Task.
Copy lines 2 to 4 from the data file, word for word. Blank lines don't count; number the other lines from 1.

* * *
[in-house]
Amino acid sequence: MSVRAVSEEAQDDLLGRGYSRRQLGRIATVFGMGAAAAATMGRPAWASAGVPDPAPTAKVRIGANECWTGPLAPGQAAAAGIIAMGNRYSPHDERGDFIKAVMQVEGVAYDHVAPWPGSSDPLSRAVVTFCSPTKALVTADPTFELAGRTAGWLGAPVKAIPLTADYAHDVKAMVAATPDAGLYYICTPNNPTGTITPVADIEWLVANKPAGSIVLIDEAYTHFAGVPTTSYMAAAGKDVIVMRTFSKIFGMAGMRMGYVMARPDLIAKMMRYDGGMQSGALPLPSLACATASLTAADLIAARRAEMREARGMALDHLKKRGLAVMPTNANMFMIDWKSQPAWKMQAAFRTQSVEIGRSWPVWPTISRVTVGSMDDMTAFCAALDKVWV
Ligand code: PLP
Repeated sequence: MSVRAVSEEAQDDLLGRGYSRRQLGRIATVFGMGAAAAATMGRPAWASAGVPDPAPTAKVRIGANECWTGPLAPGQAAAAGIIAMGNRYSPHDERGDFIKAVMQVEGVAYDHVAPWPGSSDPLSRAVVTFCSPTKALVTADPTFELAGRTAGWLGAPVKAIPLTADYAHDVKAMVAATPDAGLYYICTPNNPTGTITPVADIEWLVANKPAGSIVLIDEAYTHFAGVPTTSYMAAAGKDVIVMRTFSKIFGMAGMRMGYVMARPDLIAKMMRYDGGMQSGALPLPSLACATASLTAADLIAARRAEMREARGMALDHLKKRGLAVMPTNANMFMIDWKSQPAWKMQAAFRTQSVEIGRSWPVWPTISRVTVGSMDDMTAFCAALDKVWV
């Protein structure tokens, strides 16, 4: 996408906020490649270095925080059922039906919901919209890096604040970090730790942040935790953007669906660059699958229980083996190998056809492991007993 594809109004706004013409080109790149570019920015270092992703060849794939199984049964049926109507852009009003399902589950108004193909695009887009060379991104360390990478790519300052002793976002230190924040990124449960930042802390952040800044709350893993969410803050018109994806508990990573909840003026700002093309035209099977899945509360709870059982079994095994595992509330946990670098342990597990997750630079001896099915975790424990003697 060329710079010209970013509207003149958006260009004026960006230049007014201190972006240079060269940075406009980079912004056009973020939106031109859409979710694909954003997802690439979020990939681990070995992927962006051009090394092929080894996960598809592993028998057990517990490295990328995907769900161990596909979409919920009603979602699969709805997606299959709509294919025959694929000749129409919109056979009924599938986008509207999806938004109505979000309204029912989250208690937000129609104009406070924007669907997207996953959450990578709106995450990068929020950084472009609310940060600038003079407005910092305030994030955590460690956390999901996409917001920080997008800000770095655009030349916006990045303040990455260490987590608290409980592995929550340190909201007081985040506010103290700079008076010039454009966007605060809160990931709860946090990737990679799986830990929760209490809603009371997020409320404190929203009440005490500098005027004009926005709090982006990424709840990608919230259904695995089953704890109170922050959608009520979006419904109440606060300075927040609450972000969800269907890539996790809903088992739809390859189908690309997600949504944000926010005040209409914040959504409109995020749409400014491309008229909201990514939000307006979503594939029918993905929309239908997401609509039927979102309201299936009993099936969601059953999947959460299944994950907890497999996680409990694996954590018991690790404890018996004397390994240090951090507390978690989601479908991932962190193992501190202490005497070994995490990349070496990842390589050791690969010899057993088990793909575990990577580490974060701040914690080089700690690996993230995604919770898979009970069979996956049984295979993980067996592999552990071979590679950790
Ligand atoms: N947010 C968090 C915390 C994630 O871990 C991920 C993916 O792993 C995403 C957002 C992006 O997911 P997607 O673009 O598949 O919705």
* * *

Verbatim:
Amino acid sequence: MSVRAVSEEAQDDLLGRGYSRRQLGRIATVFGMGAAAAATMGRPAWASAGVPDPAPTAKVRIGANECWTGPLAPGQAAAAGIIAMGNRYSPHDERGDFIKAVMQVEGVAYDHVAPWPGSSDPLSRAVVTFCSPTKALVTADPTFELAGRTAGWLGAPVKAIPLTADYAHDVKAMVAATPDAGLYYICTPNNPTGTITPVADIEWLVANKPAGSIVLIDEAYTHFAGVPTTSYMAAAGKDVIVMRTFSKIFGMAGMRMGYVMARPDLIAKMMRYDGGMQSGALPLPSLACATASLTAADLIAARRAEMREARGMALDHLKKRGLAVMPTNANMFMIDWKSQPAWKMQAAFRTQSVEIGRSWPVWPTISRVTVGSMDDMTAFCAALDKVWV
Ligand code: PLP
Repeated sequence: MSVRAVSEEAQDDLLGRGYSRRQLGRIATVFGMGAAAAATMGRPAWASAGVPDPAPTAKVRIGANECWTGPLAPGQAAAAGIIAMGNRYSPHDERGDFIKAVMQVEGVAYDHVAPWPGSSDPLSRAVVTFCSPTKALVTADPTFELAGRTAGWLGAPVKAIPLTADYAHDVKAMVAATPDAGLYYICTPNNPTGTITPVADIEWLVANKPAGSIVLIDEAYTHFAGVPTTSYMAAAGKDVIVMRTFSKIFGMAGMRMGYVMARPDLIAKMMRYDGGMQSGALPLPSLACATASLTAADLIAARRAEMREARGMALDHLKKRGLAVMPTNANMFMIDWKSQPAWKMQAAFRTQSVEIGRSWPVWPTISRVTVGSMDDMTAFCAALDKVWV